In August, Tom Georgens took over as CEO at NetApp Inc., replacing Dan Warmenhoven, who had led the data storage vendor since 1994. Georgens, who was NetApp's chief operating officer, took command during what he describes as "a period of relative calm" after a time of turmoil. During the past fiscal year, NetApp's revenue has been down quarter over quarter compared with last year, and it laid off 6% of its employees -- about 500 people.
On top of that, over the summer, NetApp lost a multibillion-dollar bidding war with chief rival EMC Corp. to acquire the hottest data de-duplication vendor in the market, Data Domain -- a takeover originally architected by NetApp. Georgens discusses how the loss of that bidding war will affect NetApp, as well as what's in store for the company in terms of virtualization, cloud computing and other possible technology company buyouts.
Why the change of leadership at NetApp? I think there are a couple of factors. I think Dan has made it clear for quite some time that he was not going to be doing this past [age] 60. And I think as we went through this difficult period that one of the messages was he clearly didn't want to make the transition in the middle of a storm, so he was looking for a period of relative calm.
While the overall environment is hardly euphoric at this point, we've at least gotten to a point of stabilization, where the transfer [of power] can be positive. I'd say the other side is that as with any downturn, the market emerges different from when it went in. There are technology implications for us, in terms of go-to-market [strategies], and we're trying to drive a bunch of priorities in the company around those. I think making the transition now is symbolic that those things are now priorities and we need to change some of the things we were doing in the past. The way [Warmenhoven] describes it internally is that this is a new era for NetApp. The new era applies to products, go-to-market and apparently leadership as well.
When you say "storm," are you talking strictly about the economy or NetApp specifically? I think overall, from our competitive position, we feel pretty good. Over the past five years, we've experienced a 25% compound annual growth; very few companies have been able to do that. And we did 7% last year, which is certainly better than most, but not where we expected to be and not where we expect to be in the future. But if you look at our business last year, our top 100 accounts are the most economically sensitive almost by definition and, in our case, concentrated in a couple of industries. But once you get out of those accounts, we acquired more new accounts than at any year in our history.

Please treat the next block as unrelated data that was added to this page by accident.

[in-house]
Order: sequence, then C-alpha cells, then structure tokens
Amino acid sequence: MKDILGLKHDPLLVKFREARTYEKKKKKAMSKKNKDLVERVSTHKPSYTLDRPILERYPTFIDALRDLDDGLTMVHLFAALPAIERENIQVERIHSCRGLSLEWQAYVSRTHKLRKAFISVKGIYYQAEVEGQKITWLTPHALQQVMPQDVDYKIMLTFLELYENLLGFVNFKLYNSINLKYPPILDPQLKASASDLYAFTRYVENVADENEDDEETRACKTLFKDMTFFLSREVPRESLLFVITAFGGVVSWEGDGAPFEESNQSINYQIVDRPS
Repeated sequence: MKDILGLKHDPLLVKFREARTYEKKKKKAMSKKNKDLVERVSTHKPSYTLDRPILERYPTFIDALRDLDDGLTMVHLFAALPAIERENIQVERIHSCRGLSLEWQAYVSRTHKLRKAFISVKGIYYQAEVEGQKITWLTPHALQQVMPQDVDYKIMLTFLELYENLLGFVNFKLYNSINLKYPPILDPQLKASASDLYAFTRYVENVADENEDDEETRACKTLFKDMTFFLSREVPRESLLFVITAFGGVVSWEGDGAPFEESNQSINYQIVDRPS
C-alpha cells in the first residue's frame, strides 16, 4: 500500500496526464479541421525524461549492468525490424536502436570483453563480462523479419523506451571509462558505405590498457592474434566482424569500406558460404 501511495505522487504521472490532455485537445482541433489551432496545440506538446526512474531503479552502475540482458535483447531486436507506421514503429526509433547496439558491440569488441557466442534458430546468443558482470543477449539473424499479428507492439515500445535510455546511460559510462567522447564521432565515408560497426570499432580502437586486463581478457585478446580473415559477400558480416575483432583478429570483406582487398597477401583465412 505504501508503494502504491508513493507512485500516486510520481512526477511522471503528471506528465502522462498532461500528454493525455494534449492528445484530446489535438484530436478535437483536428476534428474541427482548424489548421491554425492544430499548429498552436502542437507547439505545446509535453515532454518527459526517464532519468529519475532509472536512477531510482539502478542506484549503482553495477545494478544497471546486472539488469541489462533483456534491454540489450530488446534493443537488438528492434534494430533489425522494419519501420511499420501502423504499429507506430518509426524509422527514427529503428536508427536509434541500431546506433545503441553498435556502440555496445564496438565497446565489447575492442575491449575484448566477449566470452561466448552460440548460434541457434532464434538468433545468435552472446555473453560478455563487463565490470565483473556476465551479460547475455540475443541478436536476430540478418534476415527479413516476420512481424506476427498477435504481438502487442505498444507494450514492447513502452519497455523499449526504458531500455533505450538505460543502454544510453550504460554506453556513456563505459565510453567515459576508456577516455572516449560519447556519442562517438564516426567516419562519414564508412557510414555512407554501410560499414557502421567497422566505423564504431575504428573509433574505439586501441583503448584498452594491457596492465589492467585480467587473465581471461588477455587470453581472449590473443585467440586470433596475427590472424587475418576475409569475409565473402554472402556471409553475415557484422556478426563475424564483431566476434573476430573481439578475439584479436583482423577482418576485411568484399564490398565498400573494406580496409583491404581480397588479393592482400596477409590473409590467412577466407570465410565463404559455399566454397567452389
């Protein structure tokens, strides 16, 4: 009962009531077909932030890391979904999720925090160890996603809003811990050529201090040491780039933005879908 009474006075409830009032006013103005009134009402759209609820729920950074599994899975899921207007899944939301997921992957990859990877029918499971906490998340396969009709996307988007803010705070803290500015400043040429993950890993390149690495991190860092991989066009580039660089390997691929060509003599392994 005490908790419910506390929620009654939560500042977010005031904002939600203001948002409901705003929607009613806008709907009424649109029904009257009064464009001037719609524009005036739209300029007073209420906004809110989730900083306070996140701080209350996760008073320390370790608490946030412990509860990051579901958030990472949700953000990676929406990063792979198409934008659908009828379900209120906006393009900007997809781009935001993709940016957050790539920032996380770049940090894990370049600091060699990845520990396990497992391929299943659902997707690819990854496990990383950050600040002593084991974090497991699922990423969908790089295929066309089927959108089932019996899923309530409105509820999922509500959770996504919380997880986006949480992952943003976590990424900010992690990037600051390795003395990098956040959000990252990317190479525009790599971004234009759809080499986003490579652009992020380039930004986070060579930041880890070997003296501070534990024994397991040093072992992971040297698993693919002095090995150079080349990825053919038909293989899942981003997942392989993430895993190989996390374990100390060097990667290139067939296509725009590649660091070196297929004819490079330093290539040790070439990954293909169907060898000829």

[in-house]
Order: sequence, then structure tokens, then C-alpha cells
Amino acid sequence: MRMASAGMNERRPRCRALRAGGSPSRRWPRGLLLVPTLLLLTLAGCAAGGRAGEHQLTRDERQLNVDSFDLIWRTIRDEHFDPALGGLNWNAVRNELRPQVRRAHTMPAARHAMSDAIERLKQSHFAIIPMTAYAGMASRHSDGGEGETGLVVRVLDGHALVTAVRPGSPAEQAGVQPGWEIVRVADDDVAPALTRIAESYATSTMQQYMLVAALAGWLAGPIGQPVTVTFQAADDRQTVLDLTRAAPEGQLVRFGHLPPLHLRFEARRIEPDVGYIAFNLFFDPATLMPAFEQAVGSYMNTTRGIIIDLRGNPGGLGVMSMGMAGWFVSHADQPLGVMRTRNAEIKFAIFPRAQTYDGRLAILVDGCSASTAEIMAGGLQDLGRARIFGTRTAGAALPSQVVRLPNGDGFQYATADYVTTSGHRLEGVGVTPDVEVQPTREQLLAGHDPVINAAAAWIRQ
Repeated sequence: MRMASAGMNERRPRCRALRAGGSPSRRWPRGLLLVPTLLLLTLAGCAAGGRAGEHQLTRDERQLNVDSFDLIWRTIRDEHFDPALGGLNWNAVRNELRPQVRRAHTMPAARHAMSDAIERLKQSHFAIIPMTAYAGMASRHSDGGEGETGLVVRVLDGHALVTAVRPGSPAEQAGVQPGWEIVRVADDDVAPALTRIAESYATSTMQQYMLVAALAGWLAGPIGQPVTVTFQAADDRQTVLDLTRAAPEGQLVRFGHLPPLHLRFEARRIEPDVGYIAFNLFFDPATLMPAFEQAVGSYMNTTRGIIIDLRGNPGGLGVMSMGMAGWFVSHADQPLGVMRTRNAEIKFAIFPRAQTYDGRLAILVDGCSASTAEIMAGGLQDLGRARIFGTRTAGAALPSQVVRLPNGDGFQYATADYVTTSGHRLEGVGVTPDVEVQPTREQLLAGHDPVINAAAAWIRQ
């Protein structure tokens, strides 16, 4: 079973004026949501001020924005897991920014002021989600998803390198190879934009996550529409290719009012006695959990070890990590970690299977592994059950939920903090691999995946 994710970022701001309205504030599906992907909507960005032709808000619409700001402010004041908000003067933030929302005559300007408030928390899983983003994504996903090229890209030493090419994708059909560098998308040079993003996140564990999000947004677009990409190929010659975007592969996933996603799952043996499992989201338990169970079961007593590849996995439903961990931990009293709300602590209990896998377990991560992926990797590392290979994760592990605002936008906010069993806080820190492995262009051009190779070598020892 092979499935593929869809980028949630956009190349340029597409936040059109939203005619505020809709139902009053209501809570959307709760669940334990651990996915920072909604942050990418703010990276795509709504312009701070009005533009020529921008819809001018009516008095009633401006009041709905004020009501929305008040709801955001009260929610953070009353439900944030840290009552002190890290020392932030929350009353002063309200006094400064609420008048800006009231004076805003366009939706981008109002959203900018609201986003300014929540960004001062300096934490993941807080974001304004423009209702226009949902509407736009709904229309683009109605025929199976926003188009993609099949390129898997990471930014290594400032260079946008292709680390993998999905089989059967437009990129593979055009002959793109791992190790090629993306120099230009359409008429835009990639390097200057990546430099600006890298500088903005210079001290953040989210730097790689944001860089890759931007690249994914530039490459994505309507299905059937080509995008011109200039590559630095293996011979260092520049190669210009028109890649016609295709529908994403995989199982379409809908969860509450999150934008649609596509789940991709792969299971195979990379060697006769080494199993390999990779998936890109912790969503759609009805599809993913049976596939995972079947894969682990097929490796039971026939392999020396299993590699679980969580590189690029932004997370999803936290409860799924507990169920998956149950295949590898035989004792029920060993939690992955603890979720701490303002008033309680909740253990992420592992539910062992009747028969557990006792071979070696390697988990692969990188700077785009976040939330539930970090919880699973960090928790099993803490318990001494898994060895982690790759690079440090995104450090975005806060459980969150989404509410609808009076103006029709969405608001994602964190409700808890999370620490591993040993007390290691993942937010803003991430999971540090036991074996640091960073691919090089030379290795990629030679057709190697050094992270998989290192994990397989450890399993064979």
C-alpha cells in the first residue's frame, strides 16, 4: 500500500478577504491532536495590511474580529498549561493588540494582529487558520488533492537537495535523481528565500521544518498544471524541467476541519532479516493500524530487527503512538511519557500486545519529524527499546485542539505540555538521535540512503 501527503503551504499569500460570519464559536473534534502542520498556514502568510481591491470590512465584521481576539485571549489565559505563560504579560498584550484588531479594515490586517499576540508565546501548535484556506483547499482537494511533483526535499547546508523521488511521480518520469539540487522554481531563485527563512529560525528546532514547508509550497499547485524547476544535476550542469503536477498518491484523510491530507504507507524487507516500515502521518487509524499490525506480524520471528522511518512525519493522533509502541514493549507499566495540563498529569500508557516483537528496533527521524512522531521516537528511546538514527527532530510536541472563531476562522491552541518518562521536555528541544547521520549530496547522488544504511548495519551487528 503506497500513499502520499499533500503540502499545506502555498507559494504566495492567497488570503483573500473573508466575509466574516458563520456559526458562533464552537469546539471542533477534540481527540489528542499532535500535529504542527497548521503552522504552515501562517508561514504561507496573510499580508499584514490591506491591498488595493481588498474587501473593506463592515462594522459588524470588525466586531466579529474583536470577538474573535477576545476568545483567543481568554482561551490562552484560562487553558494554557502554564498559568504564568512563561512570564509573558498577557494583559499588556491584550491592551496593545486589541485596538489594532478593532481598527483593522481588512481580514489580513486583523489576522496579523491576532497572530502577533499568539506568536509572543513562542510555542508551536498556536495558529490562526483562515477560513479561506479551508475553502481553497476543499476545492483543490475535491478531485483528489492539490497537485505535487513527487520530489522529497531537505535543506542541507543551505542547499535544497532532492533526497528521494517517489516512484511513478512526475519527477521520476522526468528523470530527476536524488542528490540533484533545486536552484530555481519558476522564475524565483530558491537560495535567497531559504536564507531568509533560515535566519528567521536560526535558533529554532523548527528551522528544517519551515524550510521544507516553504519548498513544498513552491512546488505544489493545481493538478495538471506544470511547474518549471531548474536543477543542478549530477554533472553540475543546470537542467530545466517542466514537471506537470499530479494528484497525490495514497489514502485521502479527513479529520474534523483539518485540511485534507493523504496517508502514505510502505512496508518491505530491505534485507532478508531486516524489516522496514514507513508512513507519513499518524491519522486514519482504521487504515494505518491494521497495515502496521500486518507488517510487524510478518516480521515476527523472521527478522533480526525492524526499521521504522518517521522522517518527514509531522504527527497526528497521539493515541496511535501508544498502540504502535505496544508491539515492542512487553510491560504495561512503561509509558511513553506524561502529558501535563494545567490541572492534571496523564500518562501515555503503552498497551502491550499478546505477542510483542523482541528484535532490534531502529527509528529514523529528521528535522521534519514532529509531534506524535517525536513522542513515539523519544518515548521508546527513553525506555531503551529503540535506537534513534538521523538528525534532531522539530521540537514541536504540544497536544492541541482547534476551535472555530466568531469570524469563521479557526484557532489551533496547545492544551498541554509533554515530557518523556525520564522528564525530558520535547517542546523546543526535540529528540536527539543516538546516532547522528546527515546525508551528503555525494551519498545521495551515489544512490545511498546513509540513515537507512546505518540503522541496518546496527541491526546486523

NetApp brokered an acquisition of Data Domain, but EMC wound up buying that company out from under you. What kind of impact does that have on NetApp? It would be really easy for me to say we dodged the bullet [and] we shouldn't have gone after it in the first place. I'm not going to say that. Obviously, we would have loved to have had Data Domain as part of our portfolio. It's a good company, and it has good products.
What we were looking to buy is a backup solution for disk-to-disk. This was an opportunity for us to enter a new market that has a fair amount of growth, with a company that has some traction and some scale, and it was a very opportunistic transaction for us.
Frankly, I think our opportunity with Data Domain was going to come at the expense of somebody else, and I think EMC was concerned that might be them. But for NetApp, this was primarily an offensive strategy to enter a new market and use that to augment the growth of our core business, but EMC saw it as a defensive move, and they arrived at a different valuation than we did. Eventually, we drew the line and determined it wasn't worth it to us anymore.
How will NetApp approach cloud computing? I think it's unlikely that NetApp will be a cloud [infrastructure] provider. I don't see us as a data center operator. I don't think that's our skill set. I think our strategy will be to enable companies that want to build cloud infrastructures [for other companies].
I think the external cloud is very interesting to NetApp. If you look at NetApp's business, we're still a 12% or 13% marketplace player. And [of the] 5,000 largest storage buyers in the world, roughly only one-third of those are NetApp customers. So strategy-wise, or market-share-wise, there's plenty of opportunity for us to gain share. If we think about what it would take to double this firm, I think the go-to-market side is the bigger challenge. If you believe there will be this class of providers called cloud service providers and they're going to aggregate large amounts of end-user demand in one place, then winning those gives us a tremendous amount of sales leverage.
What will drive growth in the data storage marketplace as the recession ends? Over the last couple of years, we've seen more and more one-year renewals of service and maintenance contracts. That tells me that people are trying to wring one more year out of their equipment in these difficult times. So when this tech refresh happens, it's clear to me it isn't going to be like the last refresh in terms of people buying new versions of what they already have in place; I think they have a very different architecture in mind, and that includes virtualization. And those [vendors] that haven't advanced much, particularly in the midrange SAN space, are going to suffer in this coming tech refresh.
When you consider our integration with the virtualization tools, provisioning technologies, our de-duplication for primary storage, and our zero-space cloning for provisioning new virtual machines, we really have a very strong offering.